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  • Showing only topics with the tag "flow". Back to normal view
    1. For those of you who may be unaware of 'flow', here is how it is described in Daniel Kahneman's Thinking Fast and Slow: Fortunately, cognitive work is not always aversive, and people sometimes...

      For those of you who may be unaware of 'flow', here is how it is described in Daniel Kahneman's Thinking Fast and Slow:

      Fortunately, cognitive work is not always aversive, and people sometimes expend considerable effort for long periods of time without having to exert willpower. The psychologist Mihaly Csikszentmihalyi has done more than anyone else to study this state of effortless attending, and the name he proposed for it, flow, has become part of the language. People who experience flow describe it as "a state of effortless concentration so deep that they lose their sense of time, of themselves, of their problems," and their descriptions of the job of that state are so compelling that Csikszentmihalyi has called it an "optimal experience." Many activities can induce a sense of flow, from painting to racing motorcycles - and for some fortunate authors I know, even writing a book is often an optimal experience. Flow neatly separates the two forms of effort: concentration on the task and the deliverate control of attention. Riding a motorcycle at 150 miles an hour and playing a competitive game of chess are certainly very effortful. In a state of flow, however, maintaining focused attention on these absorbing activities requires no exertion of self-control, thereby freeing resources to be directed to the task at hand.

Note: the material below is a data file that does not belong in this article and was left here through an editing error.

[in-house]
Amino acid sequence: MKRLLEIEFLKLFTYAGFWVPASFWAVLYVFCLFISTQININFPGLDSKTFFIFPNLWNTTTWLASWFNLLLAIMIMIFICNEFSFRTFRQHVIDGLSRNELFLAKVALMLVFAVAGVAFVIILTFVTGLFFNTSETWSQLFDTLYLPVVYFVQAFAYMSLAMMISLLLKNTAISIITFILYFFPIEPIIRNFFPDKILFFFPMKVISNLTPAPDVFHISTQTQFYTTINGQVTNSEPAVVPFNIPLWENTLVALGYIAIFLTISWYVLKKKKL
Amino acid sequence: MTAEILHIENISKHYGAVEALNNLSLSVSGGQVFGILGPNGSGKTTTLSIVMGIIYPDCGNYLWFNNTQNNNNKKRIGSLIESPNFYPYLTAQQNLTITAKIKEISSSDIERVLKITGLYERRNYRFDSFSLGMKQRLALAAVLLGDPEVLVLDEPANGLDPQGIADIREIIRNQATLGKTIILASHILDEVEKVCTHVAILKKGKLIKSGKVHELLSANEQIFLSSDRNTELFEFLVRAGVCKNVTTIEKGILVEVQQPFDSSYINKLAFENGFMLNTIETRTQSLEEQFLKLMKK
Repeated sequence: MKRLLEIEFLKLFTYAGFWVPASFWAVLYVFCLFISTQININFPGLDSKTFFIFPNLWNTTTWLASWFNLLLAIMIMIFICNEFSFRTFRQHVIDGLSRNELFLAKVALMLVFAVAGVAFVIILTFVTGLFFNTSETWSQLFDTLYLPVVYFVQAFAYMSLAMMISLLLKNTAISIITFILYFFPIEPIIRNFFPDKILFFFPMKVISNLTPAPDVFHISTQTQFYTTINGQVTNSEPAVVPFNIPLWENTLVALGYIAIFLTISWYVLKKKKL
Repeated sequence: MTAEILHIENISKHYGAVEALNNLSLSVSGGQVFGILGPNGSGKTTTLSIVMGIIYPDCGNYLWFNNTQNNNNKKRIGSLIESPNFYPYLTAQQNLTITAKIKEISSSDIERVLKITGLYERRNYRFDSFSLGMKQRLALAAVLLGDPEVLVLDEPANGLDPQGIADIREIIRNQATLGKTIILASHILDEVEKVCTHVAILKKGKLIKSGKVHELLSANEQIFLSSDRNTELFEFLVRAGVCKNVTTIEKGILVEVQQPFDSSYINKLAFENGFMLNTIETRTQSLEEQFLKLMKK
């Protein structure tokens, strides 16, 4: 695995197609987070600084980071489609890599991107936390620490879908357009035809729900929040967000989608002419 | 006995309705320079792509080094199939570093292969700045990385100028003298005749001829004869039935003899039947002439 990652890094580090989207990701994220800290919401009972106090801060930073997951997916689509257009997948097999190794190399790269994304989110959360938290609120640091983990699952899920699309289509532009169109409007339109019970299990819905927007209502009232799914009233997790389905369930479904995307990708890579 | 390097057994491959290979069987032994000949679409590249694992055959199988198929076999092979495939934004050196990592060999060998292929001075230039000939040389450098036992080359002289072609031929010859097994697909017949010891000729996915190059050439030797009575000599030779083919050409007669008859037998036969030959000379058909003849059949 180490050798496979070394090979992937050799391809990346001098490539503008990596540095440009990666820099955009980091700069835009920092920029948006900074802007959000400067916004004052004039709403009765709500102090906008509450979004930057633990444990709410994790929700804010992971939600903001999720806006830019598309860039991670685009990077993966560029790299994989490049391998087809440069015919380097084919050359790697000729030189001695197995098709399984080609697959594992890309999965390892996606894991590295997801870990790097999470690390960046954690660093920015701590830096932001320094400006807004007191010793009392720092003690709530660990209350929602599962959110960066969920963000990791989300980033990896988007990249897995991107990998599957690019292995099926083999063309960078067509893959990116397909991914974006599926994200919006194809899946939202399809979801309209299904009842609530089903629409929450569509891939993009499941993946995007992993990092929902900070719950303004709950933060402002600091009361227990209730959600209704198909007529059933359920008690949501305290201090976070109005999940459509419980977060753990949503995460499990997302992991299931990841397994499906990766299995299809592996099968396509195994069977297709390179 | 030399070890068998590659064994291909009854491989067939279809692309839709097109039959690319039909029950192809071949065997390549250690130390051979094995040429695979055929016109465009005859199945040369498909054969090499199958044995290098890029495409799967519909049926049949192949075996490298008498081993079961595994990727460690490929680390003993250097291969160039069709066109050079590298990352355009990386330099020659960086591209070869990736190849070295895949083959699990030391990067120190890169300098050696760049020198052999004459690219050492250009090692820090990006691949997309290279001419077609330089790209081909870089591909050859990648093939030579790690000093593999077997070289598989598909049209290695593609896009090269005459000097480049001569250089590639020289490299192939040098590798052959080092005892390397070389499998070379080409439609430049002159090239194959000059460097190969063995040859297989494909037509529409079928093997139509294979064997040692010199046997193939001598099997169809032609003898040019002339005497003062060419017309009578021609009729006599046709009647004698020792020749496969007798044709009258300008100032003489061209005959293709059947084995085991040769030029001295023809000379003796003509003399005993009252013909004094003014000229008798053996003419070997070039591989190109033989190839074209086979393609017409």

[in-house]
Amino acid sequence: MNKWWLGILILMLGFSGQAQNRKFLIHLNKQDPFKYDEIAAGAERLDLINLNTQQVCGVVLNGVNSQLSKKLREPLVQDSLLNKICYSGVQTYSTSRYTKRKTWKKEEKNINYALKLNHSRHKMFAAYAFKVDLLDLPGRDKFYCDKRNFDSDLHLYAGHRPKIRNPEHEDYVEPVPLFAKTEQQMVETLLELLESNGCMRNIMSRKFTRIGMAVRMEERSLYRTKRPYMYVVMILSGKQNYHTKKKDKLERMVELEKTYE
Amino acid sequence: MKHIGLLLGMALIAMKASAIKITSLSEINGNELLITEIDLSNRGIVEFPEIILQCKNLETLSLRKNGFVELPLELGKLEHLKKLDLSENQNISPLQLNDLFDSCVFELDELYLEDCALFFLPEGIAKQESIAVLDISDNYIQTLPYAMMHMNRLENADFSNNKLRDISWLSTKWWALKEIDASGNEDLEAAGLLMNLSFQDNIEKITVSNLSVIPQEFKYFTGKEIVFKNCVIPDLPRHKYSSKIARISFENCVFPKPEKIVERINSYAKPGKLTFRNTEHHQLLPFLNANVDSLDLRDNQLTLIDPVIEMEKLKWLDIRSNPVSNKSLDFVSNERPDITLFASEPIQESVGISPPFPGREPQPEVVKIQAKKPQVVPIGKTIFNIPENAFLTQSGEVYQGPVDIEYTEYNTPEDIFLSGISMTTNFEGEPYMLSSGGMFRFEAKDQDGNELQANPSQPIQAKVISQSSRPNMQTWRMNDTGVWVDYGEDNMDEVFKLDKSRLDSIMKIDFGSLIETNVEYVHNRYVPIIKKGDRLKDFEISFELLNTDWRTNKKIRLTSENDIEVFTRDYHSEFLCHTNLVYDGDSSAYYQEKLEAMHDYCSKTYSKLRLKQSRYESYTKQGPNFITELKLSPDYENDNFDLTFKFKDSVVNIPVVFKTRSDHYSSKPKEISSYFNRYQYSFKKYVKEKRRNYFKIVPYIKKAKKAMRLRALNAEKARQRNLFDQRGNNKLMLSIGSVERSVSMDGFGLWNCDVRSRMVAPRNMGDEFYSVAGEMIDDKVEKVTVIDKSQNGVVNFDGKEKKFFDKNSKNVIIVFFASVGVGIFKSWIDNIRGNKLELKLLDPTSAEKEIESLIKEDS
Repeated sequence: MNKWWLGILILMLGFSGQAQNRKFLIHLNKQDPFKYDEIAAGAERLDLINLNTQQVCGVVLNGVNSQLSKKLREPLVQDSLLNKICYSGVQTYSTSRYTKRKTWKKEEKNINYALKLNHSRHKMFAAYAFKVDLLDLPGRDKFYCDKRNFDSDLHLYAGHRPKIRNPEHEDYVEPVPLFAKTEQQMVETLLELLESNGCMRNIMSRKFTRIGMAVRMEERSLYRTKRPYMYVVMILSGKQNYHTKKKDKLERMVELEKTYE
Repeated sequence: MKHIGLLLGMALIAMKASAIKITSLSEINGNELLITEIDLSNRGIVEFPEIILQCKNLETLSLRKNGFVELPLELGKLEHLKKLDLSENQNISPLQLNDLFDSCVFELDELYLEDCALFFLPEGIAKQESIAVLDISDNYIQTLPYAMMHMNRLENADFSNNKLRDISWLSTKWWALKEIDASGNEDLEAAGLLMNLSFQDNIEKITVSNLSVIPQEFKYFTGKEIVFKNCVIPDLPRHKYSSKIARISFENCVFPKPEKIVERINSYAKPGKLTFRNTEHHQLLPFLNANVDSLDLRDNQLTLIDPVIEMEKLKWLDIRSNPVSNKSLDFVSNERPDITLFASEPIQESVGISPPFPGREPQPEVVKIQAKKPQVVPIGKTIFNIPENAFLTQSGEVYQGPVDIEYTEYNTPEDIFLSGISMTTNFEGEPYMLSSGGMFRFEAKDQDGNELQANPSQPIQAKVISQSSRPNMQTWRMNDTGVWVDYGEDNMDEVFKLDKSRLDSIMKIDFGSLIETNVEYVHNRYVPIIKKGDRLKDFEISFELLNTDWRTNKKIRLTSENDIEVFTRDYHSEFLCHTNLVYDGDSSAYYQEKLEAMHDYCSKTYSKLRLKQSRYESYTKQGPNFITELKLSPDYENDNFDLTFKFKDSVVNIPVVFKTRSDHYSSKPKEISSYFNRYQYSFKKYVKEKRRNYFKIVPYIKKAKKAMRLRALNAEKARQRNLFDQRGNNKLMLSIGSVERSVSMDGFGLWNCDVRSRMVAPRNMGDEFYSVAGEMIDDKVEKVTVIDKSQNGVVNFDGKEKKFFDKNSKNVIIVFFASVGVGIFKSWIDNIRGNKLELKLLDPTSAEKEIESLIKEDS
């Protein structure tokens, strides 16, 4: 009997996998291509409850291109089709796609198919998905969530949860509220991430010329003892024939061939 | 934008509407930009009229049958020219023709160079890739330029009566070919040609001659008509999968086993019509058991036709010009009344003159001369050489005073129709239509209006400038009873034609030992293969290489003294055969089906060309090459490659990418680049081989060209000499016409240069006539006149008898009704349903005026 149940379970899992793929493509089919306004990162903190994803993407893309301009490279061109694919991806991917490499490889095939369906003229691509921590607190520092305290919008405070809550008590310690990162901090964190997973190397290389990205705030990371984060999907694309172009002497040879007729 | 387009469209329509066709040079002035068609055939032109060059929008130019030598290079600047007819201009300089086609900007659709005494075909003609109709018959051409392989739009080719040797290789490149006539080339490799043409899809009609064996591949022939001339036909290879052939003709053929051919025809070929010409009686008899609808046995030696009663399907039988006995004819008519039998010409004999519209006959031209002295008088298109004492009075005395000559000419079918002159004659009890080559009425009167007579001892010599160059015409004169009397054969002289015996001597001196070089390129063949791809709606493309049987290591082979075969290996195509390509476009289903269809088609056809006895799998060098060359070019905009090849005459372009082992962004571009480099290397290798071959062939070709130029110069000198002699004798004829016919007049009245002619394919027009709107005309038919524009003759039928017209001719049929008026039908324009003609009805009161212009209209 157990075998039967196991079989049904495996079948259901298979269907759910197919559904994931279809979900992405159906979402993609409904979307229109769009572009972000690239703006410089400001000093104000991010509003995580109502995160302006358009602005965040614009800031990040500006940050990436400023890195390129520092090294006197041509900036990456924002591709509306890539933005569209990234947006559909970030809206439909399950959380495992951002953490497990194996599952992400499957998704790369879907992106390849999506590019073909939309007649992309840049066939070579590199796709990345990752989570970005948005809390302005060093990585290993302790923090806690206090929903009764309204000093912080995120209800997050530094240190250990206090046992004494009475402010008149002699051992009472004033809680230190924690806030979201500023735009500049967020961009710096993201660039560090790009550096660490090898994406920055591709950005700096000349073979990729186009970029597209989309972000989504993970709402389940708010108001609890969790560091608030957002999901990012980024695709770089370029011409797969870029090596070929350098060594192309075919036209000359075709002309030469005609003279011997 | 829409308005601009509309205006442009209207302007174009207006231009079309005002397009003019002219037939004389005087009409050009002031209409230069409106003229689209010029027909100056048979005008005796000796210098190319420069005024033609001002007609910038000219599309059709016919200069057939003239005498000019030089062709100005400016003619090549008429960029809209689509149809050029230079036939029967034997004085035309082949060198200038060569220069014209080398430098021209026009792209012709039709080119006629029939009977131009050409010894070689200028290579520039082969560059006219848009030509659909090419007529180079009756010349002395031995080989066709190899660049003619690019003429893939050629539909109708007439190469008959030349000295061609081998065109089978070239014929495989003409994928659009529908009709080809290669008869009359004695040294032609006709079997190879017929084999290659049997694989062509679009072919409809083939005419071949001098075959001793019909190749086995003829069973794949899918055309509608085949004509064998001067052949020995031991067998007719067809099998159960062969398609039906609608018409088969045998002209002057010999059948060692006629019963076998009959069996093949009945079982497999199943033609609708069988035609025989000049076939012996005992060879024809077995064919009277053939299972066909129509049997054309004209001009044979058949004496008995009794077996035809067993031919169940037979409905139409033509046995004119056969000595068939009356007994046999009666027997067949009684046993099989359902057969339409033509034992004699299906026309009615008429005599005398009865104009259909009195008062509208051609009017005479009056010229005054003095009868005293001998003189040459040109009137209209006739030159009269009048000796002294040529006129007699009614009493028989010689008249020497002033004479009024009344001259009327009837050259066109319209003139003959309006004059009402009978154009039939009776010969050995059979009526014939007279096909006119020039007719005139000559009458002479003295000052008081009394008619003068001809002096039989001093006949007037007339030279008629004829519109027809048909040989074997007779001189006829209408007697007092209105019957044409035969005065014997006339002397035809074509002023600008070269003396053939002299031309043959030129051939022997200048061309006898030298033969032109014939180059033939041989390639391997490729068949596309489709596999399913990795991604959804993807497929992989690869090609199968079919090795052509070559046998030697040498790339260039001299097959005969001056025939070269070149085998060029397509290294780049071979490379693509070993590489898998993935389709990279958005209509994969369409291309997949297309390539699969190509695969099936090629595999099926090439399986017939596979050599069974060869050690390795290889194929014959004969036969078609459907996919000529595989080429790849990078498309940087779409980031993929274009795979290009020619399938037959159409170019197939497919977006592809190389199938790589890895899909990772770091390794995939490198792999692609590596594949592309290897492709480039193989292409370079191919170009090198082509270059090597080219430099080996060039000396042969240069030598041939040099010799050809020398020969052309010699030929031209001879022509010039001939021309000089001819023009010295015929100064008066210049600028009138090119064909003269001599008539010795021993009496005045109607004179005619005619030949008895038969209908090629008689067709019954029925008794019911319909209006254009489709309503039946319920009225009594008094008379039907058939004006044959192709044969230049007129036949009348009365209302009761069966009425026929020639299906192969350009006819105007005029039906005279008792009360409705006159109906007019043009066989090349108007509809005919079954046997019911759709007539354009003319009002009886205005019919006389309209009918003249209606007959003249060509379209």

For me, I would say getting into a just difficult enough programming problem or working on a data analysis can put me in this state where hours can slip away in the blink of an eye. The same thing for a game of Civilization V can do the same thing for me.

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